Intravenous hydration during 24 hour periprocedural period is recommended as a CIN preventive procedure [4]. Intravenous hydration should result in lowering creatinine levels in control measurements due to dilution effect. In our own study it was found that, despite irrigation, creatinine concentration in 12-18 h after the scheduled angiography was unchanged or even increased in up to 25% of patients [5-7]. Patients with improper hydration were excluded. After this, it turned out that the increase in creatinine concentration at the control point was significantly more frequent in patients with baseline lower SCR levels than in subjects who experienced a decrease in SCR concentrations 12-18 h after angiography [8]. The etiology of this phenomenon remains unknown. Perhaps the effect could be explained by high daily variability of creatinine concentrations in hospitalized patients [6,9]. This variability is so relevant that acute kidney injury (AKI)-criteria [6,9] is fulfilled between 5% till up to 30% of subjects. Existing data in the literature are very scarce in this regard. So, the current project aims to determine influence of intravenous prophylactic hydration on serum creatinine (SCR) levels changes in healthy subjects who have been hospitalized (whom iodine contrast had not been administrated). The project also aims to compare the effects of intravenous hydration on the SCR levels in subjects with or without iodine contrast (IC) administration.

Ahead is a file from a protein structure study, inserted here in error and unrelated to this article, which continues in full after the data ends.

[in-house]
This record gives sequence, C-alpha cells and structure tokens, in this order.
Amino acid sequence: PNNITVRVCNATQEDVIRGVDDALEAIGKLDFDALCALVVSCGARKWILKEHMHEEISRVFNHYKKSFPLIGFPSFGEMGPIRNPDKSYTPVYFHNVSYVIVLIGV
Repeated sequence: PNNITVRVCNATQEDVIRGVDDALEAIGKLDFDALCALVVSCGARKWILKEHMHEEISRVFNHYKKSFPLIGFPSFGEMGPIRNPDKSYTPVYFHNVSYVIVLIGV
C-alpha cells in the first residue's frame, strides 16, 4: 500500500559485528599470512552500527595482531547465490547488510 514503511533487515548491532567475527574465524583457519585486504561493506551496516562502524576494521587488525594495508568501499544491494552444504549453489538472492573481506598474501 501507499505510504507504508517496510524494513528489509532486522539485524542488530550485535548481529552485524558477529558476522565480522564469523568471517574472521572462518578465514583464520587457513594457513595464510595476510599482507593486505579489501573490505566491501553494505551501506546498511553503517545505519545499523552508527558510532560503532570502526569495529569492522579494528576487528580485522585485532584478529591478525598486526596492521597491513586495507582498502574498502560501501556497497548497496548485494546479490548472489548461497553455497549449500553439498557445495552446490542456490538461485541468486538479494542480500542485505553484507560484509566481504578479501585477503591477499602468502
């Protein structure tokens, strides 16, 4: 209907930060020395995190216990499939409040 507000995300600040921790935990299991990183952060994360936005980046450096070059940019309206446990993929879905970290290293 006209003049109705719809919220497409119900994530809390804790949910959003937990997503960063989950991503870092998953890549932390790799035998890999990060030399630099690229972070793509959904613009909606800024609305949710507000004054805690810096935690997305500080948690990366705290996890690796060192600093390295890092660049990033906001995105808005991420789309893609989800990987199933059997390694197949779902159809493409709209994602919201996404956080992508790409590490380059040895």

Materials and Methods

Protocol of the study was approved by local bioethics committee (nr 965/14 and 1201/16). All patients were informed about the procedures and signed the consent form.

Patients and clinical evaluation

The study was four center and retrospective. Analyses were carried out with data from consecutive 391 subjects. 50 patients admitted to hospital for surgical treatment of hernia were included in the EXPERIMENTAL group. They were hydrated (20 ml/kg/24h) intravenously with saline enriched with 0.038 g/100 mL of KCl, 0.0394 g/100 mL of (CaCl2·6H2O), 0.02 g/100 mL, (MgCl2·6H2O), 0.462 g/100 mL (CH3COONa·3H2O), 0.09 g/100 mL (C6H5Na3O7·2H2O) (Fresenius Kabi, Poland), before surgical procedure. They had blood collected at admission, and after the hydration for basic biochemical parameters (including creatinine). Various clinical complaints were collected from medical records and clinical examination.

The CONTROL group consisted of 341 consecutive patients admitted for elective, routine coronary angiography. Subjects with acute coronary syndrome or who had acute coronary syndrome less than 5 weeks earlier were excluded, as well as people suffering from heart failure according to NYHA III-IV classification and those with reduced ejection fraction, i.e. below 30%. Various clinical complaints were collected from medical records and clinical examination.

The characteristics of consecutive 341 subjects from CONTROL group and the protocol for methodology were described in our previous publication [8]. Patients were hydrated intravenously the same way as EXPERIMENTAL group. All patients finish intravenous periprocedural irrigation at the same time, but the angiographies were performed in different time point of the hydration procedure.